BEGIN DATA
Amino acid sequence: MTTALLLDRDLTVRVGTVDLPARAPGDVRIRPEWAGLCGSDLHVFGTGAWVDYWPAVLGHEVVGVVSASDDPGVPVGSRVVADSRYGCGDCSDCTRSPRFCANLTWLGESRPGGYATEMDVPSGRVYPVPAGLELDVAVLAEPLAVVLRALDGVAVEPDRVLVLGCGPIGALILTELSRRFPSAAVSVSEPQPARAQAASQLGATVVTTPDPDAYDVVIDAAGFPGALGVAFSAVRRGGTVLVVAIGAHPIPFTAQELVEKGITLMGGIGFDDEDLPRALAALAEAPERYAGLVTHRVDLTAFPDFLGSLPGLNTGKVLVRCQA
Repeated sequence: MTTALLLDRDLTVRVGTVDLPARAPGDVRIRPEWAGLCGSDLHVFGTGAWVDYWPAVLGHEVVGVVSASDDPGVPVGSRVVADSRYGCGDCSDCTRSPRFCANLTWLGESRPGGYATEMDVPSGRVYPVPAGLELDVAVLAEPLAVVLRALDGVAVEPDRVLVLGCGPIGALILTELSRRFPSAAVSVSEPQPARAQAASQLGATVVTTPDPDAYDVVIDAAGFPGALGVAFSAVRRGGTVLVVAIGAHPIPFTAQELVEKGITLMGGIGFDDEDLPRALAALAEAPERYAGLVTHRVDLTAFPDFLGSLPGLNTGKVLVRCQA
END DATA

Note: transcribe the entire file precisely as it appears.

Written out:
Amino acid sequence: MTTALLLDRDLTVRVGTVDLPARAPGDVRIRPEWAGLCGSDLHVFGTGAWVDYWPAVLGHEVVGVVSASDDPGVPVGSRVVADSRYGCGDCSDCTRSPRFCANLTWLGESRPGGYATEMDVPSGRVYPVPAGLELDVAVLAEPLAVVLRALDGVAVEPDRVLVLGCGPIGALILTELSRRFPSAAVSVSEPQPARAQAASQLGATVVTTPDPDAYDVVIDAAGFPGALGVAFSAVRRGGTVLVVAIGAHPIPFTAQELVEKGITLMGGIGFDDEDLPRALAALAEAPERYAGLVTHRVDLTAFPDFLGSLPGLNTGKVLVRCQA
Repeated sequence: MTTALLLDRDLTVRVGTVDLPARAPGDVRIRPEWAGLCGSDLHVFGTGAWVDYWPAVLGHEVVGVVSASDDPGVPVGSRVVADSRYGCGDCSDCTRSPRFCANLTWLGESRPGGYATEMDVPSGRVYPVPAGLELDVAVLAEPLAVVLRALDGVAVEPDRVLVLGCGPIGALILTELSRRFPSAAVSVSEPQPARAQAASQLGATVVTTPDPDAYDVVIDAAGFPGALGVAFSAVRRGGTVLVVAIGAHPIPFTAQELVEKGITLMGGIGFDDEDLPRALAALAEAPERYAGLVTHRVDLTAFPDFLGSLPGLNTGKVLVRCQA